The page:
July 3rd, 2017; The Washington Post  and Philly.com

Once again, a federal court has stepped in to halt actions and executive orders of the Trump administration. On July 3, 2017, a federal appeals court struck down the Environmental Protection Agency (EPA)’s 90-day suspension of new emission standards on oil and gas wells.

The 2-1 decision was a setback for the administration’s efforts to roll back clean air standards initiated by the Obama administration. While this was viewed as good news for environmentalists and bad news for the oil and gas industry, it is far from a final ruling. The ruling of the U.S. Court of Appeals for the District of Columbia allows the EPA to reconsider a 2016 rule limiting methane and smog-forming pollutants from oil and gas wells. A separate hearing will allow the court to rule on the agency’s proposal to extend the initial delay by two years.

“The court’s ruling is yet another reminder, now in the context of environmental protection, that the federal judiciary remains a significant obstacle to the president’s desire to order immediate change,” Richard Lazarus, an environmental law professor at Harvard Law School, told the Washington Post in an email.

“The D.C. Circuit’s ruling today makes clear that neither the president nor his EPA administrator, Scott Pruitt, can by fiat unilaterally and instantaneously repeal or otherwise stay the effectiveness of the environmental protection rules put into place during the Obama administration,” he added.

The alignment of the current administration, the EPA, and the oil and gas industry in seeking less stringent regulation and less intervention by the federal judiciary can be seen in the actions that led to this ruling. The EPA, along with the American Petroleum Institute, had argued that the stay EPA Administrator Scott Pruitt imposed last month was not subject to judicial review, because it did not constitute final action on the rule. In a recent interview with The Washington Post, Pruitt said, “Just because you provide a time for implementation or compliance that’s longer doesn’t mean that you’re going to necessarily reverse or redirect the rule.”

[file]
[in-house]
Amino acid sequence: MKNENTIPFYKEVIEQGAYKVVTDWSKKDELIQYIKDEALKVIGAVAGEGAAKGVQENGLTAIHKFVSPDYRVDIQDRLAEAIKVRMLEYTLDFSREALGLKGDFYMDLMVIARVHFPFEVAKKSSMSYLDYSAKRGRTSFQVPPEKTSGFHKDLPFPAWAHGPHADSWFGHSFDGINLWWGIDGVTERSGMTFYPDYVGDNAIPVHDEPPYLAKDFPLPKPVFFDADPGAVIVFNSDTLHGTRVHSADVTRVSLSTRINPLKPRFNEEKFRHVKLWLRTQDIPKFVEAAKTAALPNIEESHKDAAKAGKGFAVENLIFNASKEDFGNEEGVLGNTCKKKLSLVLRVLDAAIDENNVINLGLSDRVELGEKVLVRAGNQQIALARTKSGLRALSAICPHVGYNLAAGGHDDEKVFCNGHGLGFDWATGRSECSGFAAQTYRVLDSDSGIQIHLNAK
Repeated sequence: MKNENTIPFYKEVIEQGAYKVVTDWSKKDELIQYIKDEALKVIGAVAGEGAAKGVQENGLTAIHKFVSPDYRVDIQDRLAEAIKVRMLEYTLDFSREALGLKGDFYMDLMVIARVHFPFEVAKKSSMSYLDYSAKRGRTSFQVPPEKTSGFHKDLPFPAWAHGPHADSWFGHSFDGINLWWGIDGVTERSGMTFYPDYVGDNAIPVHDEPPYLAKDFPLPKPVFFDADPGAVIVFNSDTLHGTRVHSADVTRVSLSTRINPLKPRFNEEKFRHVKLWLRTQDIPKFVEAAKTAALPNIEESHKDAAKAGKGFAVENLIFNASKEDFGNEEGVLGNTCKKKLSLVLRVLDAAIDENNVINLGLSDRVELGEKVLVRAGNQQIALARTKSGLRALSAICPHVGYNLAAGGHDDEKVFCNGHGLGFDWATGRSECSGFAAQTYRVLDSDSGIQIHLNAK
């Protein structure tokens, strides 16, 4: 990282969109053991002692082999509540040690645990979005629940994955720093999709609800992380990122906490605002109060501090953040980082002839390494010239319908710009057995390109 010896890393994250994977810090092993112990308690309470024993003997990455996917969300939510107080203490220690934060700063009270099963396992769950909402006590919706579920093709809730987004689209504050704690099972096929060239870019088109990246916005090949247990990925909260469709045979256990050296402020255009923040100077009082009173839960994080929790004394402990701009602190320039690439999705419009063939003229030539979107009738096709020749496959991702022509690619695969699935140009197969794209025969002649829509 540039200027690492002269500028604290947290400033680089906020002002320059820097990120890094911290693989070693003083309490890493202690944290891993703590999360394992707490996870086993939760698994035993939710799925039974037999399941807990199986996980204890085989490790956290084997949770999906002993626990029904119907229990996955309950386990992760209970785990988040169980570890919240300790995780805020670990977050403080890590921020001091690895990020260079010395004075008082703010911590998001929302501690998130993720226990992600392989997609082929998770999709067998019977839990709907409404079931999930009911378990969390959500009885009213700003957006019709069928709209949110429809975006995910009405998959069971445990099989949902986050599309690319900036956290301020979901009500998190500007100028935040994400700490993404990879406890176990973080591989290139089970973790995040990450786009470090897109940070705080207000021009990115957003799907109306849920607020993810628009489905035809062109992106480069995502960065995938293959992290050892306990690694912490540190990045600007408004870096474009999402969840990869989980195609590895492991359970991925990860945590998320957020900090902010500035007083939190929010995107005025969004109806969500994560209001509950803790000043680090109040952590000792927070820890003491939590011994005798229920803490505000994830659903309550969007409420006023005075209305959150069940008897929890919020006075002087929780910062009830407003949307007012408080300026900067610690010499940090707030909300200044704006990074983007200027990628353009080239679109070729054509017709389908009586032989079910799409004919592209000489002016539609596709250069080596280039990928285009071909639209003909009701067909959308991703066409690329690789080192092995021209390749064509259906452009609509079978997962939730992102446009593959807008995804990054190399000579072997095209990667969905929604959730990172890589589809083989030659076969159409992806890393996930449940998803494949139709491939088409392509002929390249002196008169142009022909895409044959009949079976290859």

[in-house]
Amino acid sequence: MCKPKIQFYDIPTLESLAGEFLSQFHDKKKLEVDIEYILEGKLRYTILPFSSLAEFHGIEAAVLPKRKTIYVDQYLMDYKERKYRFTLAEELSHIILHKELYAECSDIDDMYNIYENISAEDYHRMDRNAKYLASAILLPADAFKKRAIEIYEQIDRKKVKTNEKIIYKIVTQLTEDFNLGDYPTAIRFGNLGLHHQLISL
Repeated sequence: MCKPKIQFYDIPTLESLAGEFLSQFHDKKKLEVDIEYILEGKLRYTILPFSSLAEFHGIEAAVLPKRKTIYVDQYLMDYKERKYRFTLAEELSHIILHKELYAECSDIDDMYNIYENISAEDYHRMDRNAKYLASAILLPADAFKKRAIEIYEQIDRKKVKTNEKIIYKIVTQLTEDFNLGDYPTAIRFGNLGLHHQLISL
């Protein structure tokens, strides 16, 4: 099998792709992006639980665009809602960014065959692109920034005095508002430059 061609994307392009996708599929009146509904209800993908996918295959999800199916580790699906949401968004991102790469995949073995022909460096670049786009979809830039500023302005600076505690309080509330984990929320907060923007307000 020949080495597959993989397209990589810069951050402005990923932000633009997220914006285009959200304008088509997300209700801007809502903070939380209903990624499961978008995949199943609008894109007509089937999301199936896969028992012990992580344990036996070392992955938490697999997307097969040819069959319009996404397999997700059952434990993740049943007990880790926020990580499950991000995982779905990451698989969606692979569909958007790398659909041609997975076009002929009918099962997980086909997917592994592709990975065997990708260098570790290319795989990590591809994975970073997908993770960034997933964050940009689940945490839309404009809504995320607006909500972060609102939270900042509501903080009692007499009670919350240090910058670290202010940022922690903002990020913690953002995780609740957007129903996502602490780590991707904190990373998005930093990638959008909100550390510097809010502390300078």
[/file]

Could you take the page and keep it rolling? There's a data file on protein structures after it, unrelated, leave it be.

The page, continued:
The court said otherwise, noting, “EPA’s stay, in other words, is essentially an order delaying the rule’s effective date, and this court has held that such orders are tantamount to amending or revoking a rule.”

In a similar manner, Pruitt is seeking to address a clean water rule that was imposed in 2015.  According to Philly.com, “The rule requires permits from any enterprise planning to dump sewage or other waste into streams that flow into drinking water. That process allows the government to assess the toxicity of the waste.”  Pruitt argues that the rule interferes with state authority and property rights, but at the core is the issue of which waterways are federally protected.

The rule bans industries from dumping “any radiological, chemical, or biological warfare agent, any high-level radioactive waste or medical waste” into waters covered by the regulation unless a permit has been obtained. The EPA rule also clearly defines covered waters as streams that flow into the drinking water supply as well as headwaters and wetlands.

States are involved in the process. The EPA asks them to identify protected waters within their boundaries and make plans to ensure they meet state water quality standards.

The issue here may come down to the ability to enforce clean water rules. The Trump budget proposes a 32 percent cut in EPA funding.  This will certainly impact the number of personnel assigned to monitor state compliance with water standards. The lack of personnel does not seem to be a priority for Scott Pruitt’s EPA, and provides means of “excusing” the continued pollution of drinking water supplies.

With the EPA stepping back from its enforcement of federal rules, federal court actions and rulings on clean air and clean water may be what must now be relied on to keep citizens healthy. When it comes to health and safety, courts matter, and our ability to advocate within them matters.—Carole Levine